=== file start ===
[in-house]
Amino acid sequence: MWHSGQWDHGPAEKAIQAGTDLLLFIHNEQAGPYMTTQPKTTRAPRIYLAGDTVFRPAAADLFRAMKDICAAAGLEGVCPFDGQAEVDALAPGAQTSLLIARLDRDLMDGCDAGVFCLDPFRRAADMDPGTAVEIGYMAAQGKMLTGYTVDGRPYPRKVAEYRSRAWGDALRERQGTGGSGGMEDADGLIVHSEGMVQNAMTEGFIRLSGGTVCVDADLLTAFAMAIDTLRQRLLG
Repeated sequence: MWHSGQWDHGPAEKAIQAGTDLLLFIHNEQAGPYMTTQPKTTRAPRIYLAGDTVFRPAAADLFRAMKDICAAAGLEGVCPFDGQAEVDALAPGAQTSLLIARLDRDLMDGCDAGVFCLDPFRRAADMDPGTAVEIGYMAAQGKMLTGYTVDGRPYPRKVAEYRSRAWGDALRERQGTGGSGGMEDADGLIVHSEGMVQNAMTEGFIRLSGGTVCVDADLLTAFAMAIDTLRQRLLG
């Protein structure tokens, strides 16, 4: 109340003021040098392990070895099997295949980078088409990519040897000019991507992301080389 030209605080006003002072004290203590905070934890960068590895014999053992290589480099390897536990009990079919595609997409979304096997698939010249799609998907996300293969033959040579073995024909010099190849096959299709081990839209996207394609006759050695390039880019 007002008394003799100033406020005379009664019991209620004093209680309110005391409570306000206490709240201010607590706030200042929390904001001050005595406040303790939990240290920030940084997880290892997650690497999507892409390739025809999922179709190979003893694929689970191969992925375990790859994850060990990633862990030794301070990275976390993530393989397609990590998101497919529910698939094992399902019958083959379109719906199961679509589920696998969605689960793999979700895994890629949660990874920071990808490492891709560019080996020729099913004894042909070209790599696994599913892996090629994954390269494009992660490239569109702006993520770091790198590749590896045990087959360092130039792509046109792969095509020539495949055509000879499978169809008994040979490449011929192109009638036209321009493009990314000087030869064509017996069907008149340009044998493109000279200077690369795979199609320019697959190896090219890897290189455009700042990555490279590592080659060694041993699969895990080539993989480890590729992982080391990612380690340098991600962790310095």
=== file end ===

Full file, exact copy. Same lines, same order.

[in-house]
Amino acid sequence: MWHSGQWDHGPAEKAIQAGTDLLLFIHNEQAGPYMTTQPKTTRAPRIYLAGDTVFRPAAADLFRAMKDICAAAGLEGVCPFDGQAEVDALAPGAQTSLLIARLDRDLMDGCDAGVFCLDPFRRAADMDPGTAVEIGYMAAQGKMLTGYTVDGRPYPRKVAEYRSRAWGDALRERQGTGGSGGMEDADGLIVHSEGMVQNAMTEGFIRLSGGTVCVDADLLTAFAMAIDTLRQRLLG
Repeated sequence: MWHSGQWDHGPAEKAIQAGTDLLLFIHNEQAGPYMTTQPKTTRAPRIYLAGDTVFRPAAADLFRAMKDICAAAGLEGVCPFDGQAEVDALAPGAQTSLLIARLDRDLMDGCDAGVFCLDPFRRAADMDPGTAVEIGYMAAQGKMLTGYTVDGRPYPRKVAEYRSRAWGDALRERQGTGGSGGMEDADGLIVHSEGMVQNAMTEGFIRLSGGTVCVDADLLTAFAMAIDTLRQRLLG
């Protein structure tokens, strides 16, 4: 109340003021040098392990070895099997295949980078088409990519040897000019991507992301080389 030209605080006003002072004290203590905070934890960068590895014999053992290589480099390897536990009990079919595609997409979304096997698939010249799609998907996300293969033959040579073995024909010099190849096959299709081990839209996207394609006759050695390039880019 007002008394003799100033406020005379009664019991209620004093209680309110005391409570306000206490709240201010607590706030200042929390904001001050005595406040303790939990240290920030940084997880290892997650690497999507892409390739025809999922179709190979003893694929689970191969992925375990790859994850060990990633862990030794301070990275976390993530393989397609990590998101497919529910698939094992399902019958083959379109719906199961679509589920696998969605689960793999979700895994890629949660990874920071990808490492891709560019080996020729099913004894042909070209790599696994599913892996090629994954390269494009992660490239569109702006993520770091790198590749590896045990087959360092130039792509046109792969095509020539495949055509000879499978169809008994040979490449011929192109009638036209321009493009990314000087030869064509017996069907008149340009044998493109000279200077690369795979199609320019697959190896090219890897290189455009700042990555490279590592080659060694041993699969895990080539993989480890590729992982080391990612380690340098991600962790310095």